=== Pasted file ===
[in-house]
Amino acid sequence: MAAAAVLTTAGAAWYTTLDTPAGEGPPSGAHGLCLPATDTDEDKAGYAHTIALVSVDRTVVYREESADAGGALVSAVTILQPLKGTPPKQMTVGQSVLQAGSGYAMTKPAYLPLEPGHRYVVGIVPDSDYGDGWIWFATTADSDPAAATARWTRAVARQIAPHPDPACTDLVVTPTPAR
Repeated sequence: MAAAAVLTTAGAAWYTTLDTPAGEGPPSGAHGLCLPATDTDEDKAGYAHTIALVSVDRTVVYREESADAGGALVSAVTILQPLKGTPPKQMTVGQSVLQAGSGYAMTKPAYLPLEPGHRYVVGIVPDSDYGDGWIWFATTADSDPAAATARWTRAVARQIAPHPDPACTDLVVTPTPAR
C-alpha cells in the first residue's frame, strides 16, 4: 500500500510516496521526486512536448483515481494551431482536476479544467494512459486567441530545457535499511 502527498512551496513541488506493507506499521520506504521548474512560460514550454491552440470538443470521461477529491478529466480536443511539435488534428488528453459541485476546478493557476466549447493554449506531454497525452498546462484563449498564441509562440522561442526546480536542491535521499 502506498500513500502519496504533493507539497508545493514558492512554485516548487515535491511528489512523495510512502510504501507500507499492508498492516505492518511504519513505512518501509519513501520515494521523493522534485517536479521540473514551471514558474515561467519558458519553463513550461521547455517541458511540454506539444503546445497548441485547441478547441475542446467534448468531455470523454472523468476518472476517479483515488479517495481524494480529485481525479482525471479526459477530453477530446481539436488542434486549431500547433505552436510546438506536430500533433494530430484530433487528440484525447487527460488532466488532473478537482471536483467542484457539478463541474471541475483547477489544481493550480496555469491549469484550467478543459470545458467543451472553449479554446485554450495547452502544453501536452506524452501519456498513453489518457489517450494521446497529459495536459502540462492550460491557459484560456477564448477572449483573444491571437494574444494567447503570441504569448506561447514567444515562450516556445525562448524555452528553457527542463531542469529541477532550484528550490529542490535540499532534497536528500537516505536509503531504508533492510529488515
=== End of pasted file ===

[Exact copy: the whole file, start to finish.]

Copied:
[in-house]
Amino acid sequence: MAAAAVLTTAGAAWYTTLDTPAGEGPPSGAHGLCLPATDTDEDKAGYAHTIALVSVDRTVVYREESADAGGALVSAVTILQPLKGTPPKQMTVGQSVLQAGSGYAMTKPAYLPLEPGHRYVVGIVPDSDYGDGWIWFATTADSDPAAATARWTRAVARQIAPHPDPACTDLVVTPTPAR
Repeated sequence: MAAAAVLTTAGAAWYTTLDTPAGEGPPSGAHGLCLPATDTDEDKAGYAHTIALVSVDRTVVYREESADAGGALVSAVTILQPLKGTPPKQMTVGQSVLQAGSGYAMTKPAYLPLEPGHRYVVGIVPDSDYGDGWIWFATTADSDPAAATARWTRAVARQIAPHPDPACTDLVVTPTPAR
C-alpha cells in the first residue's frame, strides 16, 4: 500500500510516496521526486512536448483515481494551431482536476479544467494512459486567441530545457535499511 502527498512551496513541488506493507506499521520506504521548474512560460514550454491552440470538443470521461477529491478529466480536443511539435488534428488528453459541485476546478493557476466549447493554449506531454497525452498546462484563449498564441509562440522561442526546480536542491535521499 502506498500513500502519496504533493507539497508545493514558492512554485516548487515535491511528489512523495510512502510504501507500507499492508498492516505492518511504519513505512518501509519513501520515494521523493522534485517536479521540473514551471514558474515561467519558458519553463513550461521547455517541458511540454506539444503546445497548441485547441478547441475542446467534448468531455470523454472523468476518472476517479483515488479517495481524494480529485481525479482525471479526459477530453477530446481539436488542434486549431500547433505552436510546438506536430500533433494530430484530433487528440484525447487527460488532466488532473478537482471536483467542484457539478463541474471541475483547477489544481493550480496555469491549469484550467478543459470545458467543451472553449479554446485554450495547452502544453501536452506524452501519456498513453489518457489517450494521446497529459495536459502540462492550460491557459484560456477564448477572449483573444491571437494574444494567447503570441504569448506561447514567444515562450516556445525562448524555452528553457527542463531542469529541477532550484528550490529542490535540499532534497536528500537516505536509503531504508533492510529488515